Rearranging the cities into a much more visually pleasing arrangement

Raymond Chen

My friend the seventh grade teacher gave an assignment wherein students were to produce a map of the state of Washington with various required elements, among them, a selection of major cities in the state. Some students failed to understand that the purpose of a map is to represent where the cities are and not to dictate to the cities where they should be, for they moved the cities around in strange ways.

  • Some students put Port Angeles 100 miles inland nowhere near any body of water. Psst, it’s a port. Ports are not as effective when they are 100 miles inland.
  • Other students took the idea of a port too far and put Port Angeles 100 miles out to sea. This sort of misses out the other half of being a port, which is being connected to land.
  • But the winners of the Unclear on the concept award are the students who moved the cities around. “All these dots looked all crooked and stuff, so I moved them around to make a straight line. Was that wrong?”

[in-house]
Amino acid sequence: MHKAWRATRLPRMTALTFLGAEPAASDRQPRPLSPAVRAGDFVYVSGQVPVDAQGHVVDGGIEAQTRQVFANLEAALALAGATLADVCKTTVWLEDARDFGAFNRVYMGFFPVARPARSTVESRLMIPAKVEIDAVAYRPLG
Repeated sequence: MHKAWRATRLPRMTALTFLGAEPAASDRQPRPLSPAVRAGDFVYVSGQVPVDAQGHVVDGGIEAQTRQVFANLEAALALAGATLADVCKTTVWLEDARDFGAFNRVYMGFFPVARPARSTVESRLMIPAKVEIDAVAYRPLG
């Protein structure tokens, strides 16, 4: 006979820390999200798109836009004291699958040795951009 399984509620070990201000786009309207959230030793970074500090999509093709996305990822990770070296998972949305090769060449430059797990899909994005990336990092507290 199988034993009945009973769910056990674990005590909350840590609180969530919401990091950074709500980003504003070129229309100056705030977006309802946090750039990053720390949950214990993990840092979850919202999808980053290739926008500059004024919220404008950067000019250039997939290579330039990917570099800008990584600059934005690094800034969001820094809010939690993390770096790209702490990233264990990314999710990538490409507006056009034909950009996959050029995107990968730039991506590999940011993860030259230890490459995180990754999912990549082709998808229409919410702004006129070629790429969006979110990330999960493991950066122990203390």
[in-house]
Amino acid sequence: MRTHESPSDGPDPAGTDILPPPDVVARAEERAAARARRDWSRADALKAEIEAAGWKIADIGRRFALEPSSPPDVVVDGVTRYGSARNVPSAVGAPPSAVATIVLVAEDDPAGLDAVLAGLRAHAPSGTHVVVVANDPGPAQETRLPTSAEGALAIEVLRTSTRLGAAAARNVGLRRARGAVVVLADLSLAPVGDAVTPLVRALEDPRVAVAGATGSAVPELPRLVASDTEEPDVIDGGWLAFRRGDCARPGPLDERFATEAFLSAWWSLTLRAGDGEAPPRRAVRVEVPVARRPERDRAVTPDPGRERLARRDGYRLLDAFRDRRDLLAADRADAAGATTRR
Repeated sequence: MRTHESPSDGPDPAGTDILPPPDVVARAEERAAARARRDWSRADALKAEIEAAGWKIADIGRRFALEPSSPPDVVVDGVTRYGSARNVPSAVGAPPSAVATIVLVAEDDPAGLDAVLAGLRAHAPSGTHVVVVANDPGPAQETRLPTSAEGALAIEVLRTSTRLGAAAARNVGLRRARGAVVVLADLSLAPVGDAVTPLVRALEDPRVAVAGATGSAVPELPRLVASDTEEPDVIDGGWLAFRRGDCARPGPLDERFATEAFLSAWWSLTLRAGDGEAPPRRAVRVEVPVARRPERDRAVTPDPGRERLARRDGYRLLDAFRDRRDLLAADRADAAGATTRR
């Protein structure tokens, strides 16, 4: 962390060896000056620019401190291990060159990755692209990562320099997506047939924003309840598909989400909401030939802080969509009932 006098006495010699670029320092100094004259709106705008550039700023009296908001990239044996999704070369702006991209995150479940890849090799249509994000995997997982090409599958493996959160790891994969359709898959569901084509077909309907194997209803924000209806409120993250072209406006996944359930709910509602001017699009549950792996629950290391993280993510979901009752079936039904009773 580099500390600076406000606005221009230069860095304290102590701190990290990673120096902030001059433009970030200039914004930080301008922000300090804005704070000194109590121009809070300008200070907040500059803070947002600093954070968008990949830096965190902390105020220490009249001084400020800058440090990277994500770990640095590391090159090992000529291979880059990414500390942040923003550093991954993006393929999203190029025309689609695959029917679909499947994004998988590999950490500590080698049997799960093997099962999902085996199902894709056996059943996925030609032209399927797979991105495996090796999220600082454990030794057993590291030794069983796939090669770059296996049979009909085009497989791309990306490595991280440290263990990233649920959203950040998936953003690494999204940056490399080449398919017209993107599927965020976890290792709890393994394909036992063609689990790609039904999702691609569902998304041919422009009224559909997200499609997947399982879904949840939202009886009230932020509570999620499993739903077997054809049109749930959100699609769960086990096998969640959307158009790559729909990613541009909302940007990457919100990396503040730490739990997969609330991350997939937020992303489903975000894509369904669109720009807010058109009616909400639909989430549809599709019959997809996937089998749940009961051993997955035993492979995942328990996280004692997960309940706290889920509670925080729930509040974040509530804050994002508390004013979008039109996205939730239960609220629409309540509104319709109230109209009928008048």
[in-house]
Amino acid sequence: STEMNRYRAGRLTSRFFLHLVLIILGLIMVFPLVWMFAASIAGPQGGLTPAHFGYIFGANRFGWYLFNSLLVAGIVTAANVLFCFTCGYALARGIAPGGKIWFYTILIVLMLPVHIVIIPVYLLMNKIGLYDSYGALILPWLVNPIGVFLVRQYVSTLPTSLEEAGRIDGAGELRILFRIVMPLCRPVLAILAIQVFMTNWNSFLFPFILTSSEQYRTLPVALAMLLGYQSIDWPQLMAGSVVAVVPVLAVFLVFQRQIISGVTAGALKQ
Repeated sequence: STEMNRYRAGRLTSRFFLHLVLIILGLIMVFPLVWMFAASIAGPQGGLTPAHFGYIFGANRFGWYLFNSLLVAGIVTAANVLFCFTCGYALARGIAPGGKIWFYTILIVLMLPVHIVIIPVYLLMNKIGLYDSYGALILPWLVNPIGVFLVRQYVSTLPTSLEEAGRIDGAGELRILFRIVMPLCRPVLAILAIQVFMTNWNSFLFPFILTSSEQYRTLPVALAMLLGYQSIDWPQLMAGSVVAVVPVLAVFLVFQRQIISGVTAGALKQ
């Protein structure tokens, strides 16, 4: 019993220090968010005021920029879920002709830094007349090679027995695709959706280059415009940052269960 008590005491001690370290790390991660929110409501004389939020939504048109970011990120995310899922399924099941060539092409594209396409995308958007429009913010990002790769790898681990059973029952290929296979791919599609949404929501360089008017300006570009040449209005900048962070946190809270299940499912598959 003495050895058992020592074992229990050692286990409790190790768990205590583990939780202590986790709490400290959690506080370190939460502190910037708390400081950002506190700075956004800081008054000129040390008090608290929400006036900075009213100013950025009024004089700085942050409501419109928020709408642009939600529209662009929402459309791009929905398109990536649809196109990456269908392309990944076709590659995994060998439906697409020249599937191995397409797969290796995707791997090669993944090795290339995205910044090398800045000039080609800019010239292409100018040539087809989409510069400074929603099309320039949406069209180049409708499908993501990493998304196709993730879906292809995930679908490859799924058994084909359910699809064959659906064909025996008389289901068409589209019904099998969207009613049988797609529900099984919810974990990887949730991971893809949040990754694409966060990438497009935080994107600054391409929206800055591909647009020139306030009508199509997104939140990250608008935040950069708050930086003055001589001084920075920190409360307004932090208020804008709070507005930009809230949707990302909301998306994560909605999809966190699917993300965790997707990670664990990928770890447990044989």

Moving the dots around to make a more visually pleasing arrangement might work if you were designing, say, a transit map, where the topology of the connections is the important thing rather than their physical arrangement in space. But this wasn’t one of those times.

Bonus chatter: Another student decided to embellish the map by coloring everything outside the boundaries of the state in blue. Psst, the color blue has special meaning in maps. Washington is not an island.


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